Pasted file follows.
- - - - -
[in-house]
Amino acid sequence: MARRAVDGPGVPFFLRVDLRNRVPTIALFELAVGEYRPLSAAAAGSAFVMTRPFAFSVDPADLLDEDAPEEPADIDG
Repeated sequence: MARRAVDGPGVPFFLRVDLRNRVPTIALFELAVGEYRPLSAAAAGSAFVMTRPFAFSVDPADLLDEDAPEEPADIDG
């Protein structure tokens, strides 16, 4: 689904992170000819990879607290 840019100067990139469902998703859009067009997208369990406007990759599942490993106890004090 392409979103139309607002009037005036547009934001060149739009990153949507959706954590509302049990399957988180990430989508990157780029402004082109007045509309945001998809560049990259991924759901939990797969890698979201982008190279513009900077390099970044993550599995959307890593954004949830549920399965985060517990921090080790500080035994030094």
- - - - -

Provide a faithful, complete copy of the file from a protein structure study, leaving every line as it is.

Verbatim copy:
[in-house]
Amino acid sequence: MARRAVDGPGVPFFLRVDLRNRVPTIALFELAVGEYRPLSAAAAGSAFVMTRPFAFSVDPADLLDEDAPEEPADIDG
Repeated sequence: MARRAVDGPGVPFFLRVDLRNRVPTIALFELAVGEYRPLSAAAAGSAFVMTRPFAFSVDPADLLDEDAPEEPADIDG
């Protein structure tokens, strides 16, 4: 689904992170000819990879607290 840019100067990139469902998703859009067009997208369990406007990759599942490993106890004090 392409979103139309607002009037005036547009934001060149739009990153949507959706954590509302049990399957988180990430989508990157780029402004082109007045509309945001998809560049990259991924759901939990797969890698979201982008190279513009900077390099970044993550599995959307890593954004949830549920399965985060517990921090080790500080035994030094």